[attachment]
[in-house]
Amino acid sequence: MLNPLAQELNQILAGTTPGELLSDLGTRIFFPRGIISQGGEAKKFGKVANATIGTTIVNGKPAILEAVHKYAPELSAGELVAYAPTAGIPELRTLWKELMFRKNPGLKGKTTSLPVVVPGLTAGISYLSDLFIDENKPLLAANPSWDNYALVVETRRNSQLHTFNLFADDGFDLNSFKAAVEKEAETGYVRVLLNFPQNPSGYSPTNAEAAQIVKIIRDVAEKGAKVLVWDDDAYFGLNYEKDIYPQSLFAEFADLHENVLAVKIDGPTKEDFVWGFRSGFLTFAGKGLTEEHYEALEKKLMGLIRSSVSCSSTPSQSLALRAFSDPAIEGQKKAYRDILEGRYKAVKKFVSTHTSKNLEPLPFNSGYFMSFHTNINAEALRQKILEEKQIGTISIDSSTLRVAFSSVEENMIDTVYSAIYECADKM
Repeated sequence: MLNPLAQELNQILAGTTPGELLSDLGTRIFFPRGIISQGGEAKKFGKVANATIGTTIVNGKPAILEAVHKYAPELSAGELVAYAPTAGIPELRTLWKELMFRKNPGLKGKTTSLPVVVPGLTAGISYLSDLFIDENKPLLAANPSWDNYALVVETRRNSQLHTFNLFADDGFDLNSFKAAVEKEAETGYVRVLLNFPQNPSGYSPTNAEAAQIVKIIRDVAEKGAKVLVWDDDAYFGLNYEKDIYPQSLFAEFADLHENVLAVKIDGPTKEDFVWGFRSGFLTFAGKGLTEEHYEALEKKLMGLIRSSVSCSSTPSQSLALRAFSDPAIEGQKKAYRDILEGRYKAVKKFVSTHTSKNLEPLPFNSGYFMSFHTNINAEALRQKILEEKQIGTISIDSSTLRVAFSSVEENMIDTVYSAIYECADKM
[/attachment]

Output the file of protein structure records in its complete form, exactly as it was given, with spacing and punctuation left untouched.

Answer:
[in-house]
Amino acid sequence: MLNPLAQELNQILAGTTPGELLSDLGTRIFFPRGIISQGGEAKKFGKVANATIGTTIVNGKPAILEAVHKYAPELSAGELVAYAPTAGIPELRTLWKELMFRKNPGLKGKTTSLPVVVPGLTAGISYLSDLFIDENKPLLAANPSWDNYALVVETRRNSQLHTFNLFADDGFDLNSFKAAVEKEAETGYVRVLLNFPQNPSGYSPTNAEAAQIVKIIRDVAEKGAKVLVWDDDAYFGLNYEKDIYPQSLFAEFADLHENVLAVKIDGPTKEDFVWGFRSGFLTFAGKGLTEEHYEALEKKLMGLIRSSVSCSSTPSQSLALRAFSDPAIEGQKKAYRDILEGRYKAVKKFVSTHTSKNLEPLPFNSGYFMSFHTNINAEALRQKILEEKQIGTISIDSSTLRVAFSSVEENMIDTVYSAIYECADKM
Repeated sequence: MLNPLAQELNQILAGTTPGELLSDLGTRIFFPRGIISQGGEAKKFGKVANATIGTTIVNGKPAILEAVHKYAPELSAGELVAYAPTAGIPELRTLWKELMFRKNPGLKGKTTSLPVVVPGLTAGISYLSDLFIDENKPLLAANPSWDNYALVVETRRNSQLHTFNLFADDGFDLNSFKAAVEKEAETGYVRVLLNFPQNPSGYSPTNAEAAQIVKIIRDVAEKGAKVLVWDDDAYFGLNYEKDIYPQSLFAEFADLHENVLAVKIDGPTKEDFVWGFRSGFLTFAGKGLTEEHYEALEKKLMGLIRSSVSCSSTPSQSLALRAFSDPAIEGQKKAYRDILEGRYKAVKKFVSTHTSKNLEPLPFNSGYFMSFHTNINAEALRQKILEEKQIGTISIDSSTLRVAFSSVEENMIDTVYSAIYECADKM